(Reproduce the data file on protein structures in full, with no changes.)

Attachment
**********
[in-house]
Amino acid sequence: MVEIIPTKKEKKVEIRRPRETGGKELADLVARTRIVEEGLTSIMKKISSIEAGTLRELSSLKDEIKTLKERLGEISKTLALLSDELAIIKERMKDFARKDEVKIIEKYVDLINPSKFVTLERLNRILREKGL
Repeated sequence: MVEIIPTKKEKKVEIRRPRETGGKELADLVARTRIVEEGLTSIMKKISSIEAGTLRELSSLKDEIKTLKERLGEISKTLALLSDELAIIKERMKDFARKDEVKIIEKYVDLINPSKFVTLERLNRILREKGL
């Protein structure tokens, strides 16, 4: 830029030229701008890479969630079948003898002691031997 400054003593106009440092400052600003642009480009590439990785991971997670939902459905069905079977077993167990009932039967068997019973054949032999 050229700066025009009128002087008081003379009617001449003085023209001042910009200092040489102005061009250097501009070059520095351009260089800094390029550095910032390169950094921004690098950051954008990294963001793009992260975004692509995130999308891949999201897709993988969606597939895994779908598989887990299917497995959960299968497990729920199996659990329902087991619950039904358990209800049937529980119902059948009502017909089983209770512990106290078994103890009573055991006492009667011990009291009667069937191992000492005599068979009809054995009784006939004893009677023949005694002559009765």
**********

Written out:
[in-house]
Amino acid sequence: MVEIIPTKKEKKVEIRRPRETGGKELADLVARTRIVEEGLTSIMKKISSIEAGTLRELSSLKDEIKTLKERLGEISKTLALLSDELAIIKERMKDFARKDEVKIIEKYVDLINPSKFVTLERLNRILREKGL
Repeated sequence: MVEIIPTKKEKKVEIRRPRETGGKELADLVARTRIVEEGLTSIMKKISSIEAGTLRELSSLKDEIKTLKERLGEISKTLALLSDELAIIKERMKDFARKDEVKIIEKYVDLINPSKFVTLERLNRILREKGL
């Protein structure tokens, strides 16, 4: 830029030229701008890479969630079948003898002691031997 400054003593106009440092400052600003642009480009590439990785991971997670939902459905069905079977077993167990009932039967068997019973054949032999 050229700066025009009128002087008081003379009617001449003085023209001042910009200092040489102005061009250097501009070059520095351009260089800094390029550095910032390169950094921004690098950051954008990294963001793009992260975004692509995130999308891949999201897709993988969606597939895994779908598989887990299917497995959960299968497990729920199996659990329902087991619950039904358990209800049937529980119902059948009502017909089983209770512990106290078994103890009573055991006492009667011990009291009667069937191992000492005599068979009809054995009784006939004893009677023949005694002559009765």